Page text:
2. Employment tax. Your employer footed the bill on half of this. As a freelancer, you pay both halves yourself. You can look up your tax deduction on a pay stub to see how much more you’ll owe the IRS. You’ll also likely pay state business taxes as a freelancer.
  3. Equipment. Your boss provided a computer, Internet access, printer, paper, and everything else you needed to work. Now, you’re on the hook for all those costs. When the computer dies, guess who gets to call a tech — or buy a new one?
  4. Marketing costs. You didn’t need to get out and market your business when you had a full-time gig. Now, you might need to purchase publications, join associations, take trainings, pay a web host, send direct-mail postcards — all those marketing costs are yours to bear.
  5. Non-billable hours. A full-time job gave you a guaranteed 40 hours of work each and every week. Freelancing isn’t like that. You’ll have hours you need to spend marketing, doing bookkeeping, chasing after slow payers. So to end up with equivalent pay, you’ll have to figure how many billable hours you’ve really got in a month and divide the monthly total you need by that figure, not the 180+ hours of a typical employee.
  6. Unpaid vacation and sick time. Your boss might have floated you a couple weeks free a year or more, and may have covered a week or more of sick days, too. As your own boss, when you don’t work, you don’t get paid.
The full-time position includes compensation in payment and benefits. So when offering services as a freelancer or contractor, you have a competitive edge in finances. You can ask for more payment, since typically no benefits are included.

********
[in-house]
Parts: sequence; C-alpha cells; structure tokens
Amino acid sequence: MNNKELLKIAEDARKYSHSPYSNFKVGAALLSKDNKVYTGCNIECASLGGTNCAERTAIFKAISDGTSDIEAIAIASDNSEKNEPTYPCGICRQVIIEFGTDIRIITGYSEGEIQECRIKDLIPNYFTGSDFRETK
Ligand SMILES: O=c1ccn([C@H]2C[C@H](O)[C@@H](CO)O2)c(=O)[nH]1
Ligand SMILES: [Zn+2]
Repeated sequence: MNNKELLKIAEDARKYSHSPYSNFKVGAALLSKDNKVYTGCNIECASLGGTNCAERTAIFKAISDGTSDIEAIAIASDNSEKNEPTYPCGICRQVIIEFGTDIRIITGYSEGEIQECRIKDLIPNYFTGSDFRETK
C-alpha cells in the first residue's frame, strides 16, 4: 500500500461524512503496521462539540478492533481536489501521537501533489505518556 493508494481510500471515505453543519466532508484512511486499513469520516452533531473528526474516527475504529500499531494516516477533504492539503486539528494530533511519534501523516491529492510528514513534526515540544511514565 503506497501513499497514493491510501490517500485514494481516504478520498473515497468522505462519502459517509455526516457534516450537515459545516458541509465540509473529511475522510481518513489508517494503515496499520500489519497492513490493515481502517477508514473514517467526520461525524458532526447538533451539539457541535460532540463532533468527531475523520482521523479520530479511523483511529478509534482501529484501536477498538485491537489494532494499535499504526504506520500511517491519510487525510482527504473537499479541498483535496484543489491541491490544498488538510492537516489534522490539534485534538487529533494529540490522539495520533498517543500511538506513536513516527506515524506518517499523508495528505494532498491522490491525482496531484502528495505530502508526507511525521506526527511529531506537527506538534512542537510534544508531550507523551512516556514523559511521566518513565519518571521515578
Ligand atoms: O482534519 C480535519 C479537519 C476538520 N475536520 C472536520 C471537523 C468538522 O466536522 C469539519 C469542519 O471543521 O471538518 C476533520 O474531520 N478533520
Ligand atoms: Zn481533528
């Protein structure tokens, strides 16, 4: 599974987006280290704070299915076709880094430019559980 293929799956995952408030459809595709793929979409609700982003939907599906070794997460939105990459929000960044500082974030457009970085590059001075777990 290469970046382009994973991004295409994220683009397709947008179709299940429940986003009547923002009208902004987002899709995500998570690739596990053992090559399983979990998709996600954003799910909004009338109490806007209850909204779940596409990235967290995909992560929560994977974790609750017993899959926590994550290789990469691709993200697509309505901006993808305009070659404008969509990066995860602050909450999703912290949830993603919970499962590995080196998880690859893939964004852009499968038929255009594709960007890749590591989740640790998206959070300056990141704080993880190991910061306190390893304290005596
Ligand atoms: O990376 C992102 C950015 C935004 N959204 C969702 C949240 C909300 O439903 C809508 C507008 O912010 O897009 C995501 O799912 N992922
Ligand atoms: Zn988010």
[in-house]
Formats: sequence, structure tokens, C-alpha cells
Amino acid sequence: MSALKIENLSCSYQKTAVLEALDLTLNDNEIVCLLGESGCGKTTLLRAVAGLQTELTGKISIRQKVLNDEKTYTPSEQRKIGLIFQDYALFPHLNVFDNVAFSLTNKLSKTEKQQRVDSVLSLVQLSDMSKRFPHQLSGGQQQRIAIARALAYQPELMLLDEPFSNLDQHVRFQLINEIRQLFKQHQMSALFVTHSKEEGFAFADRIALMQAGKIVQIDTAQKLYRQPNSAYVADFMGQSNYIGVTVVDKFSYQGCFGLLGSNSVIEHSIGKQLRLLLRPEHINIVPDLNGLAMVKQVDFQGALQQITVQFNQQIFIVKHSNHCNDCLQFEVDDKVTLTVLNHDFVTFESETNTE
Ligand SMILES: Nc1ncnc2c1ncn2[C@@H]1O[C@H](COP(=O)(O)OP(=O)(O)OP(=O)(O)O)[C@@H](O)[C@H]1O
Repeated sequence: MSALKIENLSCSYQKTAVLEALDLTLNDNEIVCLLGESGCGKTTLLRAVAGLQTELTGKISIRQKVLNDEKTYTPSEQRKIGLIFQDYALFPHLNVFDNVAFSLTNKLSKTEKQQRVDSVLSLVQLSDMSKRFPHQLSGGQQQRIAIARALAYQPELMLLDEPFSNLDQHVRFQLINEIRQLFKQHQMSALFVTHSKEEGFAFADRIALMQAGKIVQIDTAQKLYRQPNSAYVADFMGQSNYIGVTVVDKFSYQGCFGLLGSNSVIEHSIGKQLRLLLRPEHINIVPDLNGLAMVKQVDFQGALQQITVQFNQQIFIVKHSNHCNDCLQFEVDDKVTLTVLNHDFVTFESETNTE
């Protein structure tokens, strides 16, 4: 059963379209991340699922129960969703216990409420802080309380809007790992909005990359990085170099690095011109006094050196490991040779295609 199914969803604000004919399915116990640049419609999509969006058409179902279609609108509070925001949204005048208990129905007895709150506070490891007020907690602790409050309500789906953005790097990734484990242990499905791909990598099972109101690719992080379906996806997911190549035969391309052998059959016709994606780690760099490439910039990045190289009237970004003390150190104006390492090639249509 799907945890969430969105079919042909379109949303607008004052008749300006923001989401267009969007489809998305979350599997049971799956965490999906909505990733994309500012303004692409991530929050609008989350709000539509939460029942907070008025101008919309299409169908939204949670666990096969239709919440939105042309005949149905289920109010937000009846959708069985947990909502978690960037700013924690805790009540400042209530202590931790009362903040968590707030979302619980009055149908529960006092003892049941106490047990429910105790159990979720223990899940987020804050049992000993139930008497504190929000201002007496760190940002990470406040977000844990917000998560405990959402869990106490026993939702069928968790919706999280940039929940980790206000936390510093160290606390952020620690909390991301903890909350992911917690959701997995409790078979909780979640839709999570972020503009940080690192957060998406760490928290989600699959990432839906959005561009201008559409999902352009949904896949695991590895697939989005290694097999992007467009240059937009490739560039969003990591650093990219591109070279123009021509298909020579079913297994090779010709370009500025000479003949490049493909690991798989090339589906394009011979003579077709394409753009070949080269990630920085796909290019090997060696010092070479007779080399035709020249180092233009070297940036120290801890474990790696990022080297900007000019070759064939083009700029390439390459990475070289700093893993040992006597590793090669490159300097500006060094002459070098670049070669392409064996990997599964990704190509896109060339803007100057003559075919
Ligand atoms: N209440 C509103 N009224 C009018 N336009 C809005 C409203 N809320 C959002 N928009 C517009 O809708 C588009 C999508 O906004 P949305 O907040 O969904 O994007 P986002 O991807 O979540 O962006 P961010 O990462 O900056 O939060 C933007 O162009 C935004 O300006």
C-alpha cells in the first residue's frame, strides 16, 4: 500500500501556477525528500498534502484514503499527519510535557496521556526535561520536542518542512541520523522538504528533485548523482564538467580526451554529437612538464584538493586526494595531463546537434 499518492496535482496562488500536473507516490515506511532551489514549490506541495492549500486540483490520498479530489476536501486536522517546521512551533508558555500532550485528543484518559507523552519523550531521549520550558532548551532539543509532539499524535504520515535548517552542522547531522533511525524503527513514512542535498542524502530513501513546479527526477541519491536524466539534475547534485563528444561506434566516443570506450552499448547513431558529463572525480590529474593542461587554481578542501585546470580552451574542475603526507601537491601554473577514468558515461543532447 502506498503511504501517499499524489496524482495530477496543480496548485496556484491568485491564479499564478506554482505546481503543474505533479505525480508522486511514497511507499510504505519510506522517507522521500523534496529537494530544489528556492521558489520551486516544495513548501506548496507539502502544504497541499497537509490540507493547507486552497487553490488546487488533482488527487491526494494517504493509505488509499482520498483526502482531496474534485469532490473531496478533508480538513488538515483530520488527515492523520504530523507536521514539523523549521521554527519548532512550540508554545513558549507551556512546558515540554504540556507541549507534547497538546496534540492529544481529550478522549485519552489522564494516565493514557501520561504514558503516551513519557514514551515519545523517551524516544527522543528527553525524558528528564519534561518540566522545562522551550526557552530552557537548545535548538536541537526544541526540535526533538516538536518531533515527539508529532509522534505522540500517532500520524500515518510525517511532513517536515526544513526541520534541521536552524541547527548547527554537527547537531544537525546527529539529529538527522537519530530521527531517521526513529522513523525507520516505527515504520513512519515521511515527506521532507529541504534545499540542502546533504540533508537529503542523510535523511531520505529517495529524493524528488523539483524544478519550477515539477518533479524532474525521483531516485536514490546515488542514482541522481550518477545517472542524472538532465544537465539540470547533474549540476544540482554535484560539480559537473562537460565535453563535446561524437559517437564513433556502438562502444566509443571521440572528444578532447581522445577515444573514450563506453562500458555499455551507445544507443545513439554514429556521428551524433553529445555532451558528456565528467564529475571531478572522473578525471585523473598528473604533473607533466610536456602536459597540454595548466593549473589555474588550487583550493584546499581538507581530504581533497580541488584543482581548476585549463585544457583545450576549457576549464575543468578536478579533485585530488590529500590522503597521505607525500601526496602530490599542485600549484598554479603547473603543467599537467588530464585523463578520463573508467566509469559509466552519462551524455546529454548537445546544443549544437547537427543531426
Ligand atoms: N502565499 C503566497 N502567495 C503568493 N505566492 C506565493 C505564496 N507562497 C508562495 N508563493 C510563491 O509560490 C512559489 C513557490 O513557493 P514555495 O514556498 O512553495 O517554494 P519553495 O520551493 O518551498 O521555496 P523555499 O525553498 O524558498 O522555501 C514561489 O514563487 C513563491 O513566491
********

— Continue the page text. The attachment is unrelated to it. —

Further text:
Variables to Consider for a Consultant:
  • Length of contract, Temp to Perm, Work from home, # of hours per week, Overtime, Technology, Client
  • When was the contract signed, different Market Conditions?
  • W-2 vs 1099 (Taxes need to be paid by company or individual 6.2% SS or 1.45% Medicare of Gross Pay)

Think like a consultant:

  • 160 hours per month (2 weeks vacation, 9 holidays, 3 sick days, 10 days to find a new job), so to figure out what the candidate would earn in 1 year of consulting, probably multiple (Rate * Hours per month * 10.5/12 months)
  • Cost of Benefits, $500 to $1,000 individual or $1,000 to $3,000 family
  • Talk to accountant about write-offs, filing taxes, etc

Rules of Thumb:

  • Once a consultant, always a consultant
  • Consultants make more $ than a fulltime employee
  • Fulltime employees converting to contract roles worry about Benefits, Stability and Taxes
  • Big Companies hire Consultants
The following chart (2011) shows a comparison of hourly pay (freelance/contract) to full-time pay.

Consultant Hourly Pay                                                                   Full-time Employee Pay

$25 per hour                                                                                                      $40,000

$35 per hour                                                                                                      $50,000

$40 per hour                                                                                                      $60,000

$50 per hour                                                                                                      $70,000

$60 per hour                                                                                                      $80,000

$65 per hour                                                                                                      $90,000

$70 per hour                                                                                                      $100,000

$75 per hour                                                                                                      $115,000

$80 per hour                                                                                                      $120,000